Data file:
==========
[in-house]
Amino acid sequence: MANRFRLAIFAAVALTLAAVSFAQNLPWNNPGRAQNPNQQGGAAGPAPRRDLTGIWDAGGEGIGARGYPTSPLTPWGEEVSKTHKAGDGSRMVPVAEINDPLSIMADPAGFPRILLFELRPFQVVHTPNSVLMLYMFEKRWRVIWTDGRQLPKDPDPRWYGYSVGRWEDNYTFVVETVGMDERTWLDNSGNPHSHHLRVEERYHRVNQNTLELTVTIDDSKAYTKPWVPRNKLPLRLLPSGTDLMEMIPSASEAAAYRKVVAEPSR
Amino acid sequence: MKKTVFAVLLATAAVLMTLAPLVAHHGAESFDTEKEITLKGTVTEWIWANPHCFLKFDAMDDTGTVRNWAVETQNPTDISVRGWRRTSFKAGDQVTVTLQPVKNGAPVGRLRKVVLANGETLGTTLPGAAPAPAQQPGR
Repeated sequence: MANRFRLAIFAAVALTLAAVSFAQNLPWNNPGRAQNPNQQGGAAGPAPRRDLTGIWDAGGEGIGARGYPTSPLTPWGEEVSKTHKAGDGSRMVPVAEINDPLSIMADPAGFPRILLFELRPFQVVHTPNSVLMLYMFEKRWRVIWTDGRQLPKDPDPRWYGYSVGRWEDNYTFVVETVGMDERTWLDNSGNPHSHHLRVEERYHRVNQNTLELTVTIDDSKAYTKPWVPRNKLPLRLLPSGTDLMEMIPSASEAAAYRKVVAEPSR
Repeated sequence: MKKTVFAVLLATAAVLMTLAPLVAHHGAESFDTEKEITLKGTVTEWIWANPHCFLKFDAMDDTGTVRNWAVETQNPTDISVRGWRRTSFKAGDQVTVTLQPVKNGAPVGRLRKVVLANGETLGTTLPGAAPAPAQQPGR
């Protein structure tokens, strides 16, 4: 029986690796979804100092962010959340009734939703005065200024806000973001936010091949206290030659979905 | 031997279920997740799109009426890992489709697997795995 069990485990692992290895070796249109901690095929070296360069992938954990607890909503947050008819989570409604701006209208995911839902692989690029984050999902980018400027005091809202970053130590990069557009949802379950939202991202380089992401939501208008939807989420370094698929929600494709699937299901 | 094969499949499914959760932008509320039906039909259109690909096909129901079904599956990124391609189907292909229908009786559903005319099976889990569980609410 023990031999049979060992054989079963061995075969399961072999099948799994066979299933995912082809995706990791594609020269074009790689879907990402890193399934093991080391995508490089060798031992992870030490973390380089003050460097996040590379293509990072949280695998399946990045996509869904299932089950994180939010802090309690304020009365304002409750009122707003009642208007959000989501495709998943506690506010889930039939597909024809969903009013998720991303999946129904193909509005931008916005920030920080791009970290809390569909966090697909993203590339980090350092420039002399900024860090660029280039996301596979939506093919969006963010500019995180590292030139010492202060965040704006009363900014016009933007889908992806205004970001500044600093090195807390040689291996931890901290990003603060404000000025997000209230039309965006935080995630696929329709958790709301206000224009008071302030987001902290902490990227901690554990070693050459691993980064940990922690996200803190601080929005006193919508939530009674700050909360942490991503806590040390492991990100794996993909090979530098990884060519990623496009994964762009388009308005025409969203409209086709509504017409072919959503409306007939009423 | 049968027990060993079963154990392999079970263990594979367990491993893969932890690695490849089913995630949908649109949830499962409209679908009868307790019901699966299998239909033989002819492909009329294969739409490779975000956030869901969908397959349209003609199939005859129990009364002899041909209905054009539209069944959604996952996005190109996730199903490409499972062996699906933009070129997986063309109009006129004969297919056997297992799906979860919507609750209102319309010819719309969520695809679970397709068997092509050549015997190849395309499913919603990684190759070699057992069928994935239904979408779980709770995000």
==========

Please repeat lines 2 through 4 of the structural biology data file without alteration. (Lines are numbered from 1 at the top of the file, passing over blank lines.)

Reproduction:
Amino acid sequence: MANRFRLAIFAAVALTLAAVSFAQNLPWNNPGRAQNPNQQGGAAGPAPRRDLTGIWDAGGEGIGARGYPTSPLTPWGEEVSKTHKAGDGSRMVPVAEINDPLSIMADPAGFPRILLFELRPFQVVHTPNSVLMLYMFEKRWRVIWTDGRQLPKDPDPRWYGYSVGRWEDNYTFVVETVGMDERTWLDNSGNPHSHHLRVEERYHRVNQNTLELTVTIDDSKAYTKPWVPRNKLPLRLLPSGTDLMEMIPSASEAAAYRKVVAEPSR
Amino acid sequence: MKKTVFAVLLATAAVLMTLAPLVAHHGAESFDTEKEITLKGTVTEWIWANPHCFLKFDAMDDTGTVRNWAVETQNPTDISVRGWRRTSFKAGDQVTVTLQPVKNGAPVGRLRKVVLANGETLGTTLPGAAPAPAQQPGR
Repeated sequence: MANRFRLAIFAAVALTLAAVSFAQNLPWNNPGRAQNPNQQGGAAGPAPRRDLTGIWDAGGEGIGARGYPTSPLTPWGEEVSKTHKAGDGSRMVPVAEINDPLSIMADPAGFPRILLFELRPFQVVHTPNSVLMLYMFEKRWRVIWTDGRQLPKDPDPRWYGYSVGRWEDNYTFVVETVGMDERTWLDNSGNPHSHHLRVEERYHRVNQNTLELTVTIDDSKAYTKPWVPRNKLPLRLLPSGTDLMEMIPSASEAAAYRKVVAEPSR